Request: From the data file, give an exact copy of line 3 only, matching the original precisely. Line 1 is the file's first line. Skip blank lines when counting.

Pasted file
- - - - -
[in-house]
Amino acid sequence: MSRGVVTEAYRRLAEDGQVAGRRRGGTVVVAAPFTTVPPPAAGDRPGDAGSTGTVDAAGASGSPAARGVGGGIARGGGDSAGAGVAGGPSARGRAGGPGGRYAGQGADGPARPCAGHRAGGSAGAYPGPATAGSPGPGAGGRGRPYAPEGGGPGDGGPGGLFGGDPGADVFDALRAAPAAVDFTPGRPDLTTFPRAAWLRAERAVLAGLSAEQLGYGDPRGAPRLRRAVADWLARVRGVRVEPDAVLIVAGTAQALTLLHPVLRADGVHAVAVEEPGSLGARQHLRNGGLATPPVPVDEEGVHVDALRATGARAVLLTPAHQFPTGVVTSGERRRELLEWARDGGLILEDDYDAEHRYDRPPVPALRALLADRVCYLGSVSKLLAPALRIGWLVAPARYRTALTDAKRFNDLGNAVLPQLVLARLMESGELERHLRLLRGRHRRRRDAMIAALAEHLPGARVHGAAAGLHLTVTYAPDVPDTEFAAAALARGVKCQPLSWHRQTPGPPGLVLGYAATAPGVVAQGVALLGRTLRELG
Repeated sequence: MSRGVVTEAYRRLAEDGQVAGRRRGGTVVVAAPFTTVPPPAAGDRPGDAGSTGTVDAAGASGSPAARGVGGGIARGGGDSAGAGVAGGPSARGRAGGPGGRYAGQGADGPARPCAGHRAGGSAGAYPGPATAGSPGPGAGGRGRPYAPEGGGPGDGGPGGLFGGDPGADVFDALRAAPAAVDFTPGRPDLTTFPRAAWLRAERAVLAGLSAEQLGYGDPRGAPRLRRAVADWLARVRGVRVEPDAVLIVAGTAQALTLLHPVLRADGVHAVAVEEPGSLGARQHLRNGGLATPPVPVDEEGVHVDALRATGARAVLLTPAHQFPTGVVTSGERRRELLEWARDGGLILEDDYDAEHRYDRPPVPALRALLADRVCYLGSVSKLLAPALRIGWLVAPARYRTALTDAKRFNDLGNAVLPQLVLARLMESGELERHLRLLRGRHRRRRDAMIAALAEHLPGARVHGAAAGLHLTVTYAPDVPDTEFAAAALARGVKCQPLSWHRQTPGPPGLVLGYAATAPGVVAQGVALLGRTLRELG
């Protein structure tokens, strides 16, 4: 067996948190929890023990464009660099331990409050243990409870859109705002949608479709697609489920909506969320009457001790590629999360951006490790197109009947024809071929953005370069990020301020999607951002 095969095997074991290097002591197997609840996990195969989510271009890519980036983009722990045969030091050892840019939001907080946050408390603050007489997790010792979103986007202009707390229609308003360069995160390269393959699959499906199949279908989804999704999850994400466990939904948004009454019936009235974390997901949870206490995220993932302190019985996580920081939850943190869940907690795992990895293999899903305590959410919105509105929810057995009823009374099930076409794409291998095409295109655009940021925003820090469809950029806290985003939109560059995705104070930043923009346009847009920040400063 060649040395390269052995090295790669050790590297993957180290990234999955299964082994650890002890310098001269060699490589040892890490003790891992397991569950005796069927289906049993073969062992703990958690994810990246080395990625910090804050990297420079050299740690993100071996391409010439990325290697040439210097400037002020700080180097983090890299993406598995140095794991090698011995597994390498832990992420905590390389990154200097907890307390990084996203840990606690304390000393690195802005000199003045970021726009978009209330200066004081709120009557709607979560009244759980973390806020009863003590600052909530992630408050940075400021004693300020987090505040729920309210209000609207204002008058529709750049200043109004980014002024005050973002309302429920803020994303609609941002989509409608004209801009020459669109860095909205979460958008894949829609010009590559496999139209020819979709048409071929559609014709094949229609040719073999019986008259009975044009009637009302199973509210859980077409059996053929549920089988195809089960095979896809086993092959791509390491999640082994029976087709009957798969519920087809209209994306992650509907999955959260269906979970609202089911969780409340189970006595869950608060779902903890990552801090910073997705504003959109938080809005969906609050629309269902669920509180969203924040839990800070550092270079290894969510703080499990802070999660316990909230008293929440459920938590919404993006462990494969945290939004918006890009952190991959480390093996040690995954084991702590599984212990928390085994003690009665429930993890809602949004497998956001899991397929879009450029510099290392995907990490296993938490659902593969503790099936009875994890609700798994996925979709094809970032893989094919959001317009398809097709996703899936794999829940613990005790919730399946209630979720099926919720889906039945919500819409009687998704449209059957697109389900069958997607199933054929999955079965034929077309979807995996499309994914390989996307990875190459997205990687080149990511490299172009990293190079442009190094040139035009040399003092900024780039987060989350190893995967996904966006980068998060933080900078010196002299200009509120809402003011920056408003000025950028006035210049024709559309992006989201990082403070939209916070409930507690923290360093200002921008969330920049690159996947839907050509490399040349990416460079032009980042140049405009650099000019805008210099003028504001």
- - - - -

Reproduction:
Repeated sequence: MSRGVVTEAYRRLAEDGQVAGRRRGGTVVVAAPFTTVPPPAAGDRPGDAGSTGTVDAAGASGSPAARGVGGGIARGGGDSAGAGVAGGPSARGRAGGPGGRYAGQGADGPARPCAGHRAGGSAGAYPGPATAGSPGPGAGGRGRPYAPEGGGPGDGGPGGLFGGDPGADVFDALRAAPAAVDFTPGRPDLTTFPRAAWLRAERAVLAGLSAEQLGYGDPRGAPRLRRAVADWLARVRGVRVEPDAVLIVAGTAQALTLLHPVLRADGVHAVAVEEPGSLGARQHLRNGGLATPPVPVDEEGVHVDALRATGARAVLLTPAHQFPTGVVTSGERRRELLEWARDGGLILEDDYDAEHRYDRPPVPALRALLADRVCYLGSVSKLLAPALRIGWLVAPARYRTALTDAKRFNDLGNAVLPQLVLARLMESGELERHLRLLRGRHRRRRDAMIAALAEHLPGARVHGAAAGLHLTVTYAPDVPDTEFAAAALARGVKCQPLSWHRQTPGPPGLVLGYAATAPGVVAQGVALLGRTLRELG